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Saturday, November 5, 2011

'A Weekend at Pequot: talking about Books, Reading, and Historic Libraries'

Event includes: A Lecture at Fairfield University and The Library’s Annual Meeting

The weekend of Nov. 12 and 13 "will be full of the things Pequot Library does best – lectures and thoughtful discussions about books, readings and the importance of special, historic Libraries to the communities they serve," according to a statement.
Things get started at 4 p.m. Nov. 12 "when Robert Gross, Draper Professor of Early American History at the University of Connecticut at Storrs, will speak on “The Reading Revolution Then and Now: the New American Nation and the History of Books” in the Diffley Board Room at Bellarmine Hall on the campus of Fairfield University," the statement said.
"Gross, a nationally-recognized authority on the history of the book, has served on the editorial board for the multi-volume History of the Book in America published by the University of North Carolina Press and co-edited the second volume of the series, "An Extensive Republic: Print, Culture, and Society in the New Nation, 1790-1840," (2010)."
"Gross’s lecture is part of Pequot Library’s executive director Daniel Snydacker’s course titled “From Codex to Kindle: The Art and History of the Book” this semester at the University. It is free and open to the public, and is sponsored in part by a generous grant from the Visual and Performing Arts Department thanks to its chair, Marice Rose," the statement said.
On Nov. 13 at 3 p.m., Pequot Library will hold its Annual Meeting at the Library at 720 Pequot Ave., in Southport. After a short business meeting, the guest speaker at the meeting will be William Hosley, who is back by popular demand after a wonderful talk during Pequot Library’s Art Show last month, the statement said.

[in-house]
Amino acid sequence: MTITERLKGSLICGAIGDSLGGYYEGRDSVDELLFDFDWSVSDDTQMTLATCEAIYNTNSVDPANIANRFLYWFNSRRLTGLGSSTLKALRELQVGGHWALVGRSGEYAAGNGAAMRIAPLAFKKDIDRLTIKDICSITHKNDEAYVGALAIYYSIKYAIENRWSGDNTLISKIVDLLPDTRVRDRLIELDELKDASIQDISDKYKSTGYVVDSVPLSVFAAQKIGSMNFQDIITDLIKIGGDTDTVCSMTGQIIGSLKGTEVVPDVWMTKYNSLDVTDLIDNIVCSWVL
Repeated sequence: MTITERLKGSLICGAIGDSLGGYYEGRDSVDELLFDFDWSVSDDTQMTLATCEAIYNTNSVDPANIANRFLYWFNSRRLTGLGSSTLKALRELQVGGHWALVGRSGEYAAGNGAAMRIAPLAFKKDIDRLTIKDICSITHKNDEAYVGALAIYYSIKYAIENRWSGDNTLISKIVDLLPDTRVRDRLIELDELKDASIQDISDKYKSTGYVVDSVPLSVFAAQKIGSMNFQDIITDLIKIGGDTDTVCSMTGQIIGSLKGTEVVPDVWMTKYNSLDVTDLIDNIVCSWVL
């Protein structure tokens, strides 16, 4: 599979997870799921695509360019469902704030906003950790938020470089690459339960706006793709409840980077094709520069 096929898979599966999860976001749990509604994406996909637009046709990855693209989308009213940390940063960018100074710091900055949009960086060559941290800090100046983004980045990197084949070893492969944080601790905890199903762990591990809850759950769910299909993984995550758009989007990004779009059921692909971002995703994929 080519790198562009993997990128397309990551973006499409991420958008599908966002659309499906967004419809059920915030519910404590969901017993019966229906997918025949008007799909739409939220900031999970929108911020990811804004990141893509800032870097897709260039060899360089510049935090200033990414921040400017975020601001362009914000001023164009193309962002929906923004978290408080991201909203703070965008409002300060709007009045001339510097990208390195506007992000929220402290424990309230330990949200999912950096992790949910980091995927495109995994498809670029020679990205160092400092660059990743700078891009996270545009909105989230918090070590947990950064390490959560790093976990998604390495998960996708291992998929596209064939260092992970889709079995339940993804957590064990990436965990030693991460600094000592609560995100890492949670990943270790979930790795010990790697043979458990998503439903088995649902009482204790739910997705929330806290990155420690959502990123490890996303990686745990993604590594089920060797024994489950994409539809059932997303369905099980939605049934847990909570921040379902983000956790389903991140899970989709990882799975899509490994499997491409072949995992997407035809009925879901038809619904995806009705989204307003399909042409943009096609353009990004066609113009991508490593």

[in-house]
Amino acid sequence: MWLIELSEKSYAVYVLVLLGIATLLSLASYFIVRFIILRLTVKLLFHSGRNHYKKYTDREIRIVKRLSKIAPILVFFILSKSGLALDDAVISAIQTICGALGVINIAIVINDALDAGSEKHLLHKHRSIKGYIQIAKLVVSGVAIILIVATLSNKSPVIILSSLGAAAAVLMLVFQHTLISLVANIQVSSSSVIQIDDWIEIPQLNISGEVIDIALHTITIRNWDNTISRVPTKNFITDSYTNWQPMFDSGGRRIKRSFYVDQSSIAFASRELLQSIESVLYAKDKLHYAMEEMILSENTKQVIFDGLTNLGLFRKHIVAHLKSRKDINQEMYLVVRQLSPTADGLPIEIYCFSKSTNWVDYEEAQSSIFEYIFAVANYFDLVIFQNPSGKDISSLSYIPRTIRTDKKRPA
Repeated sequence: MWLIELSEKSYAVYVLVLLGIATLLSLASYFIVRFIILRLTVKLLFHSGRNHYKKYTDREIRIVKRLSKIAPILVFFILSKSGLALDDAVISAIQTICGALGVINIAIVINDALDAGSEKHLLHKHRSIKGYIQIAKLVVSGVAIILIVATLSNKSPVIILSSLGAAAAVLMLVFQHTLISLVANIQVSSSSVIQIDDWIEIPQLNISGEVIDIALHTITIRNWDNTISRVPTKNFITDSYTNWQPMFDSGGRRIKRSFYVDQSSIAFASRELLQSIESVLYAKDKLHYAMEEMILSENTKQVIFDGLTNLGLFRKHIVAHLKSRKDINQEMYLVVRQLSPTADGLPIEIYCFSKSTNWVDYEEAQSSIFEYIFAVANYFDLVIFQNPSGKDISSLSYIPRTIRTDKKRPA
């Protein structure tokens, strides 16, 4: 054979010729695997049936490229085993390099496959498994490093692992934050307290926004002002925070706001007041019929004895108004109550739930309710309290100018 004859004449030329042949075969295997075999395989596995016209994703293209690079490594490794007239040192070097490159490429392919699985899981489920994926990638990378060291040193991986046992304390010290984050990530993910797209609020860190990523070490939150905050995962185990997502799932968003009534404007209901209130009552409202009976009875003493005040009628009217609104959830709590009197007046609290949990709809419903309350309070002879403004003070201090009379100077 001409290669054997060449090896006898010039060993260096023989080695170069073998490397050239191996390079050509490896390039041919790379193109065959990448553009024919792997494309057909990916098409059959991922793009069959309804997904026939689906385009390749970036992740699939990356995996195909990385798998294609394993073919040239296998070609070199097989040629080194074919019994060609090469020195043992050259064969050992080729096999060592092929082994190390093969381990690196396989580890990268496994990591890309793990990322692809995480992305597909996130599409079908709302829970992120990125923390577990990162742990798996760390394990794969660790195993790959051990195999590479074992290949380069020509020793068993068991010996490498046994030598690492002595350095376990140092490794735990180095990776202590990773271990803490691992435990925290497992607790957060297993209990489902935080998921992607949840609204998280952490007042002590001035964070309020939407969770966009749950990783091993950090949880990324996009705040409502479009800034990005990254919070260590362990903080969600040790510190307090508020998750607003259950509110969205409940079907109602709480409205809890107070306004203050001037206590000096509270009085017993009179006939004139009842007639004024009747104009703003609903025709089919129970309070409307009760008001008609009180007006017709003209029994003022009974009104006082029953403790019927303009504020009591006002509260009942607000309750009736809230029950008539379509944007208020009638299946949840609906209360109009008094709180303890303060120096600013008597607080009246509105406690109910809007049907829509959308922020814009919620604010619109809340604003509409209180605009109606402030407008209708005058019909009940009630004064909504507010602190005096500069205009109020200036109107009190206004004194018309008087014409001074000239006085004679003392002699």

At the Annual Meeting, Hosely’s talk is titled, “More than Books: Libraries, Community & Historic Preservation.” This program traces almost 200 years in American library practice with a special focus on New England and its many municipal, historic and specialty research libraries. As a museum scholar, preservationist and photographer, Bill Hosley has visited hundreds of libraries. Hosley is fascinated by the architectural grandeur, mission and eloquence of the libraries built during the first wave of library formation from the 1870s-1920s. "At a time when few communities had art museums, historical societies, or other ways of preserving civic treasures," Hosley notes, "these libraries did it all - one stop shopping for cultural enrichment, preservation, community memory and - of course - books and reading." It also speaks to changes in mission and practice of libraries today and how their role as "third places" benefits from the quality of ambience and place so apparent in historic libraries. This tour and discussion of library history reminds us of the richness of our heritage and the commitment of our communities to life-learning and access to ideas.

"William Hosley, the principal of Terra Firma Northeast, is an independent scholar and cultural resource consultant. He was formerly Director of the New Haven Museum and Connecticut Landmarks and, prior to that, curator and exhibition developer at Wadsworth Atheneum." Hel "has lectured throughout the country and served as a content specialist for PBS, BBC and CPTV film documentaries," the statement said.

"The Annual Meeting is also free and open to the public. A reception will follow each lecture where the ideas spill over into a lively discussion." For more information about both these programs, visit the Library’s web site at, or call the Library at 203-259-0346.
Editor's note: All information in this post was contributed.



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